“For years I hated my saggy breast and lines. Hated them with a passion. As I got older, I realized there’s nothing I can do and just learned to accept them. Today I wear them proudly. Proud and grateful that I’m able to produce 40 ounces of milk daily while others struggle to squeeze out 2. Knowing that I’m able to provide the best for my child is worth every line.”
“It wasn’t easy to carry these lines. Now I’m wearing them with pride. I call them my side of Sunbursts.”
“I’ve always had lines right from high school even though I was skinny and I was so self conscious about them. Until I recently stumbled upon this project on tumblr and I saw how people embraced their lines and wore them with pride. Now I have learnt to accept them in all their beauty.”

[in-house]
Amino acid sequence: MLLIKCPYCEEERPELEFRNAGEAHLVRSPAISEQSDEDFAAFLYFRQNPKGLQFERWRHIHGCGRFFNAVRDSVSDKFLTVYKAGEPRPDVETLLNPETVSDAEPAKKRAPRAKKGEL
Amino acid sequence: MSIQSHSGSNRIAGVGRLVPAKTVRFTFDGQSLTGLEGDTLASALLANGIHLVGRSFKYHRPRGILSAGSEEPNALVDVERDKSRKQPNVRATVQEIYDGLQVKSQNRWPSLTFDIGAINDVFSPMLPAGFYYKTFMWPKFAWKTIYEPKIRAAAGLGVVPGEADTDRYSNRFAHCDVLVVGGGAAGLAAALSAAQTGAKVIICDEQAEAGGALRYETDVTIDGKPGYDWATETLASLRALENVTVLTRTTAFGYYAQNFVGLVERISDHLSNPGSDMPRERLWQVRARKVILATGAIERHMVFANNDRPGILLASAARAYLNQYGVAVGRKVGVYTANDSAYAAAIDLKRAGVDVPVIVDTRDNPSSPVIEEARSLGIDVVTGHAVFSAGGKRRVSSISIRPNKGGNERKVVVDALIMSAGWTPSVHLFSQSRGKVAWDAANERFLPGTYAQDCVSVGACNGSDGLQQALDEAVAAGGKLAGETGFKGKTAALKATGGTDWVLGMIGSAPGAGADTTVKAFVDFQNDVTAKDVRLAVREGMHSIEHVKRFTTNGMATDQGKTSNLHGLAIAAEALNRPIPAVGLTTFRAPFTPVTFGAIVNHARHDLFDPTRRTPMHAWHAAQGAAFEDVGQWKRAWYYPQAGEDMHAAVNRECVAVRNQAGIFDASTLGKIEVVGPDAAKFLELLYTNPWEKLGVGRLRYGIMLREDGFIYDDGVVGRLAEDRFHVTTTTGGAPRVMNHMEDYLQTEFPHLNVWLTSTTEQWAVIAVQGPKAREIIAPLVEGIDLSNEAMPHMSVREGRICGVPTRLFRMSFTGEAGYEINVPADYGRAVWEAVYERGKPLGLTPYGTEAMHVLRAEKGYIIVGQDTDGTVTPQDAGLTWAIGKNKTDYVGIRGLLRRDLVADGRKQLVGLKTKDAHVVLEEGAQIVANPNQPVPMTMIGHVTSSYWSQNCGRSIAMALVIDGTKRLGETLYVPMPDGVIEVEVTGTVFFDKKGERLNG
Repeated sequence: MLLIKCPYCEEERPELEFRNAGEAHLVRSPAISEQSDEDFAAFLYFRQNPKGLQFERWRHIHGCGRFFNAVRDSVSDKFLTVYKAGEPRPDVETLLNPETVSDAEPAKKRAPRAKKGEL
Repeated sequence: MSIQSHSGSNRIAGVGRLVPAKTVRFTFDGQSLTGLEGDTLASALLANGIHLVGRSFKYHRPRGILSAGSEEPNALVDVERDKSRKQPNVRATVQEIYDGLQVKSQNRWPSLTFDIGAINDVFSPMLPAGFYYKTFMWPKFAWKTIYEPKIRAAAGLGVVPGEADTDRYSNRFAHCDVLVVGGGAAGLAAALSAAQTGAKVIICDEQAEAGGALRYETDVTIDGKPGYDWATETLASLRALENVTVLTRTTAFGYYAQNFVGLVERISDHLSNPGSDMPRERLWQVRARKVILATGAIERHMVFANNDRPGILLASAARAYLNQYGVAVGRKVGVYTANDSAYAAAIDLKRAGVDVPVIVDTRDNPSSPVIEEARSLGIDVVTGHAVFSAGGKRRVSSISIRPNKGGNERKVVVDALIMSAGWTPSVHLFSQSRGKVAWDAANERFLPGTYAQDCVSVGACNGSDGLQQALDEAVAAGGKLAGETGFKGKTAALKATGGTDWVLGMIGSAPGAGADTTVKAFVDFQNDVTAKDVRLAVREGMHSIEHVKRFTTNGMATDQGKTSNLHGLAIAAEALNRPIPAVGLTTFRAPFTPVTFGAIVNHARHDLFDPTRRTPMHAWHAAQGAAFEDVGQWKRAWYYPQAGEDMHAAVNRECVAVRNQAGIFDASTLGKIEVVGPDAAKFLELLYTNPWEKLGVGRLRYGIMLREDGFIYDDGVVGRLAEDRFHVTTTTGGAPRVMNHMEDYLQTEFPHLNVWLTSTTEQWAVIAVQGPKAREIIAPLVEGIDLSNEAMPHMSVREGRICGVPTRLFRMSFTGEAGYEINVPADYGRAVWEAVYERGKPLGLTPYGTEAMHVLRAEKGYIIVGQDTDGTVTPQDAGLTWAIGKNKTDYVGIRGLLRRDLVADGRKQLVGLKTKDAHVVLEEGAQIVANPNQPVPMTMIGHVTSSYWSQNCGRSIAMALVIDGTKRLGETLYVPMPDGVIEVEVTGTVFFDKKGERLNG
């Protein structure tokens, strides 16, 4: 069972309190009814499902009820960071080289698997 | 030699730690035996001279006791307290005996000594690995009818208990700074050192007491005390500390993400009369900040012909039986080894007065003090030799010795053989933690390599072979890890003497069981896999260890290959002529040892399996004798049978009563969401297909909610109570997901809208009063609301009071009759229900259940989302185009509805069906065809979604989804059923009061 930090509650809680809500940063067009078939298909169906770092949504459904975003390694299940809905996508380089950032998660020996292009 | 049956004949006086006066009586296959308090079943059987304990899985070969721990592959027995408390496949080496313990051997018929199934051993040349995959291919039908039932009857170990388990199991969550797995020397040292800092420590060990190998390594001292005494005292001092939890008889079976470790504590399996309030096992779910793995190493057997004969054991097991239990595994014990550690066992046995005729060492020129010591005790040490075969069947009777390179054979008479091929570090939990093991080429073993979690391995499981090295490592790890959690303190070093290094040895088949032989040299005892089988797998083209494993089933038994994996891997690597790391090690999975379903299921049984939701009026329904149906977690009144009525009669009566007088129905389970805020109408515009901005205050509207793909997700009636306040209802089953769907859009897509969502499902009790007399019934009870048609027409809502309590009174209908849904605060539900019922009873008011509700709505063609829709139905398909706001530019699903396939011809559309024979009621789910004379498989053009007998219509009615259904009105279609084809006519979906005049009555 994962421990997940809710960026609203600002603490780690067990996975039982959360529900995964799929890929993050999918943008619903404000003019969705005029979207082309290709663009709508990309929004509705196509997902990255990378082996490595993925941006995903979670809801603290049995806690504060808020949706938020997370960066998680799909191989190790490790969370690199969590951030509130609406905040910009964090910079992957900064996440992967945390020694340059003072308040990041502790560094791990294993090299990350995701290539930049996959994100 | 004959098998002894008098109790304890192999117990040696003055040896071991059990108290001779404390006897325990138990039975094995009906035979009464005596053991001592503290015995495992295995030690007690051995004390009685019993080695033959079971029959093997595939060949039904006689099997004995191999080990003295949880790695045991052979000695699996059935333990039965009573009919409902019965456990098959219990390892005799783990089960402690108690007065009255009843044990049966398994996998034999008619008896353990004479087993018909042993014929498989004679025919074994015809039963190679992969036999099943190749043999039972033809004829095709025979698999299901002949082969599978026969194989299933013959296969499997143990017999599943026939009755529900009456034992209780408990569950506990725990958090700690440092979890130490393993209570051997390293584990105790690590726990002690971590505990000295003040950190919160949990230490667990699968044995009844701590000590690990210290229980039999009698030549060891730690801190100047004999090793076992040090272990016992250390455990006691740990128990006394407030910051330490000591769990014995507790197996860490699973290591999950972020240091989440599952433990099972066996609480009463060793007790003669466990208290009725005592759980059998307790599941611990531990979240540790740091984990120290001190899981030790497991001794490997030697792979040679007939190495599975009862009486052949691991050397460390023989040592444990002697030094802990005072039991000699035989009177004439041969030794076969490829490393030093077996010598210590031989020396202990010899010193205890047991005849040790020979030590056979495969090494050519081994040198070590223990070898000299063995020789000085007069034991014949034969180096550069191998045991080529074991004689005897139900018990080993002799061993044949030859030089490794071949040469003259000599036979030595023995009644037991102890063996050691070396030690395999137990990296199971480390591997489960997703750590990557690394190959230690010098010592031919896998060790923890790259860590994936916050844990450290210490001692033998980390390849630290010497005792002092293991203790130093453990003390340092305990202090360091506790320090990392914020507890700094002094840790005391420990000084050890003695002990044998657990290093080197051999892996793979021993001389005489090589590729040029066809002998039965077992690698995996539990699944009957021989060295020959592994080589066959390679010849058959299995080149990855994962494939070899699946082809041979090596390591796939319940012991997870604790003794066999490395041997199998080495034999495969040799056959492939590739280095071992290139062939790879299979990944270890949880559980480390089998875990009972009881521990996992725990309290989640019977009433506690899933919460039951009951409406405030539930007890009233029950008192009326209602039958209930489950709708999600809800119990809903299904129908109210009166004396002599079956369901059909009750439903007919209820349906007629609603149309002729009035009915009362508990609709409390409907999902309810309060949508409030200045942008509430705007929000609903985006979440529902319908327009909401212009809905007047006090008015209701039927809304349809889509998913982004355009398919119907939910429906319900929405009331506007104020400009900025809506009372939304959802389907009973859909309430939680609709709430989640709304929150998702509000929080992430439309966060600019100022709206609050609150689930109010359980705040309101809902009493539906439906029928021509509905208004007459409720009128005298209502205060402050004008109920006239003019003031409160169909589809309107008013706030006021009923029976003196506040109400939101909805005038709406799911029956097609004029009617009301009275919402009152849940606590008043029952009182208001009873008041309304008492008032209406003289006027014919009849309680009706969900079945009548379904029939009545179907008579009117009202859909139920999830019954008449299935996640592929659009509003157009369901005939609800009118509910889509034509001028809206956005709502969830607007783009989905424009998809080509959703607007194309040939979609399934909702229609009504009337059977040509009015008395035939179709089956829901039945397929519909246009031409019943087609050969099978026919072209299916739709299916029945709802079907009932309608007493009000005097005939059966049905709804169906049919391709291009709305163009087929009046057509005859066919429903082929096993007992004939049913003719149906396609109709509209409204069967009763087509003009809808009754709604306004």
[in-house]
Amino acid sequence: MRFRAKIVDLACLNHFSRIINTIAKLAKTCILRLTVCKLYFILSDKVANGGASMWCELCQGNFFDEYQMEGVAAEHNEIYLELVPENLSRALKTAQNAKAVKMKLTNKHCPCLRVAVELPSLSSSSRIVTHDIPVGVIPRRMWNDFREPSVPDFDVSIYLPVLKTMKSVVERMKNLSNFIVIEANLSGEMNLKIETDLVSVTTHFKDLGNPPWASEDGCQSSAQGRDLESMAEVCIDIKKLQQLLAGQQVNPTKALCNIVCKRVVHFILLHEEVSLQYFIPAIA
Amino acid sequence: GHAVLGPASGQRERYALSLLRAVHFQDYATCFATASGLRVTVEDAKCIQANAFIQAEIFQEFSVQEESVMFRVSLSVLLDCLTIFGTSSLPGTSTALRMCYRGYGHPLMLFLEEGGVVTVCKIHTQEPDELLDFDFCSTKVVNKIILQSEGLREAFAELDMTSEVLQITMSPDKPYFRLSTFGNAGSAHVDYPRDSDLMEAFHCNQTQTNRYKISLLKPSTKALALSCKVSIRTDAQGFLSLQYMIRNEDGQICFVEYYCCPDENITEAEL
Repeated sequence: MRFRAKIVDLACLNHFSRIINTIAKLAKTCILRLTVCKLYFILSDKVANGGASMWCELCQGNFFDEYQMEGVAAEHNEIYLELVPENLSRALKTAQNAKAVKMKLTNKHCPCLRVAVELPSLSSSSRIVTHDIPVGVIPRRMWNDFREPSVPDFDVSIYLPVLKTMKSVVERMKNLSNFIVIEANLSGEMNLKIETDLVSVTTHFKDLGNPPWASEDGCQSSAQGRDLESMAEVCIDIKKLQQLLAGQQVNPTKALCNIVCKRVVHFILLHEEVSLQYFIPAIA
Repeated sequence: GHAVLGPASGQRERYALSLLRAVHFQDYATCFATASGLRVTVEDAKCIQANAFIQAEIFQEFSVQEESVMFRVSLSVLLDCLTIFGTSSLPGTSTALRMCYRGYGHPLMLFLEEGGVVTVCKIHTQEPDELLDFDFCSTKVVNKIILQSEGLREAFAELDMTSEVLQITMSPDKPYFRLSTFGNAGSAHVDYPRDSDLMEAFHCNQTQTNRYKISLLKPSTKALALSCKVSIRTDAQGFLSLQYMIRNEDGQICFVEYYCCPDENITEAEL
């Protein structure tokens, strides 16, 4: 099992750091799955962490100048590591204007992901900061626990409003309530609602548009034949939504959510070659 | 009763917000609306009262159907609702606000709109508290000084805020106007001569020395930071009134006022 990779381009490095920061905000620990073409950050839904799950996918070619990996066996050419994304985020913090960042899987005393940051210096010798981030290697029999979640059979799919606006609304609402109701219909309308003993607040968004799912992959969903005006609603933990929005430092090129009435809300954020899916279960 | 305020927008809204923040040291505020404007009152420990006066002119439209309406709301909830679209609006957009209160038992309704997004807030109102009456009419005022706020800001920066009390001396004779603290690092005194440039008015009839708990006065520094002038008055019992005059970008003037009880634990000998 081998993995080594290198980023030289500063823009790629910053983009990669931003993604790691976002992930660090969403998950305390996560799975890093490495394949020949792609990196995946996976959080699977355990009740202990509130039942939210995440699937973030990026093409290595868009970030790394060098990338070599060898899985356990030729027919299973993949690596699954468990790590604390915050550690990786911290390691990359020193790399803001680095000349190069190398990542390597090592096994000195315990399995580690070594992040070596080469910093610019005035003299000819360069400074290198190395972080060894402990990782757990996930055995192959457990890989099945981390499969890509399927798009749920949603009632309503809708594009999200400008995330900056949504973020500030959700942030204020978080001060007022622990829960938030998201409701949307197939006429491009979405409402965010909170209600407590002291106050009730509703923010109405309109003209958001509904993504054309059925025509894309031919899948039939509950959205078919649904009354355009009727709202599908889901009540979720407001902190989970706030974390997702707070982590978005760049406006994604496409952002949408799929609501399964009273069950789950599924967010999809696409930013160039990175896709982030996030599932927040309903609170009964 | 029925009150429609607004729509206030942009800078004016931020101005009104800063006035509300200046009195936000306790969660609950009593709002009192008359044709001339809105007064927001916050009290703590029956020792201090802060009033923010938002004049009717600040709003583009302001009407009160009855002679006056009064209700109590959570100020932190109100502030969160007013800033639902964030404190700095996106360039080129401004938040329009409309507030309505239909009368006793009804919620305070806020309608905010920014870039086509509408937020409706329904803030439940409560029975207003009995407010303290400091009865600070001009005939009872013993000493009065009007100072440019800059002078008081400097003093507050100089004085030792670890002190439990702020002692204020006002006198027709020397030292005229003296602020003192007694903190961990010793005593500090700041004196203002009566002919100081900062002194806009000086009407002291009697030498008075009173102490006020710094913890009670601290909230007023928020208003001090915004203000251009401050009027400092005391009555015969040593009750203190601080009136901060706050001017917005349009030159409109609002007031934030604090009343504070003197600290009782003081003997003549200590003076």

“I got pregnant when I was 16. I was constantly depressed. I had few friends, frequently I ate lunch in a bathroom stall or with one of the school security guards for company. I thought my life was over. On top of all my worries I was getting terrible purple marks all over my belly, sides and breasts. Today I attend university to pursue a career in law. My daughter walks and runs, and I would gladly take a thousand of those all over my body to be where I am right now.”
Julia Kozerski tells her fight against obesity and stretch marks.
“I really thought that my hard work and my dedication would transform me into the perfect person of my dreams. In reality, I had the opposite result . My experience contradicts what the media tend to represent.”
The American photographer Logan Norton wanted to represent the female beauty beyond stereotypes. The artist has photographed 109 women using as background Fort Ord. The revenues were donated to “No More Tears”, an NGO against violence on women.
I think it’s very important to propose new models of beauty through art, to counter the default templates that society offers us every day. Logan Norton’s work is exemplary and sends an important message that definitely makes us think.